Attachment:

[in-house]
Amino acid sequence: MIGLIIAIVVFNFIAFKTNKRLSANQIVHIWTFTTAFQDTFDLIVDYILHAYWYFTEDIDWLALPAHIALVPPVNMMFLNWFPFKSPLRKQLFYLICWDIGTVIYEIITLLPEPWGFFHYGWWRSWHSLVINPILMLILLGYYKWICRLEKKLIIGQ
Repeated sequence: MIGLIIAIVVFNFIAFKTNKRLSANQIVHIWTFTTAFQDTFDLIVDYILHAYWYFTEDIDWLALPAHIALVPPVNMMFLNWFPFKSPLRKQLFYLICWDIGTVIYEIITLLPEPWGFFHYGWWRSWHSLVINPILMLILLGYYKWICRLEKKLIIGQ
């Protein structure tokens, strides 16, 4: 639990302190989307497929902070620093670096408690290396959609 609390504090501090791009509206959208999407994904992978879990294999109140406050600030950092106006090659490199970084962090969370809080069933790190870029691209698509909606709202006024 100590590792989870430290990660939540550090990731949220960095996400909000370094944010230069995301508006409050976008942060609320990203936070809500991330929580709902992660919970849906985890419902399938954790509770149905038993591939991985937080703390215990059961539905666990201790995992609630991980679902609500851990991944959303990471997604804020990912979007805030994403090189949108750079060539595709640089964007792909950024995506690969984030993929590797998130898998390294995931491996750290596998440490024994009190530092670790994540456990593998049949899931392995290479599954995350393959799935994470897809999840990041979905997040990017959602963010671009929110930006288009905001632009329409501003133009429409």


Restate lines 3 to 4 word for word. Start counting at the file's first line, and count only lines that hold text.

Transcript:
Repeated sequence: MIGLIIAIVVFNFIAFKTNKRLSANQIVHIWTFTTAFQDTFDLIVDYILHAYWYFTEDIDWLALPAHIALVPPVNMMFLNWFPFKSPLRKQLFYLICWDIGTVIYEIITLLPEPWGFFHYGWWRSWHSLVINPILMLILLGYYKWICRLEKKLIIGQ
């Protein structure tokens, strides 16, 4: 639990302190989307497929902070620093670096408690290396959609 609390504090501090791009509206959208999407994904992978879990294999109140406050600030950092106006090659490199970084962090969370809080069933790190870029691209698509909606709202006024 100590590792989870430290990660939540550090990731949220960095996400909000370094944010230069995301508006409050976008942060609320990203936070809500991330929580709902992660919970849906985890419902399938954790509770149905038993591939991985937080703390215990059961539905666990201790995992609630991980679902609500851990991944959303990471997604804020990912979007805030994403090189949108750079060539595709640089964007792909950024995506690969984030993929590797998130898998390294995931491996750290596998440490024994009190530092670790994540456990593998049949899931392995290479599954995350393959799935994470897809999840990041979905997040990017959602963010671009929110930006288009905001632009329409501003133009429409």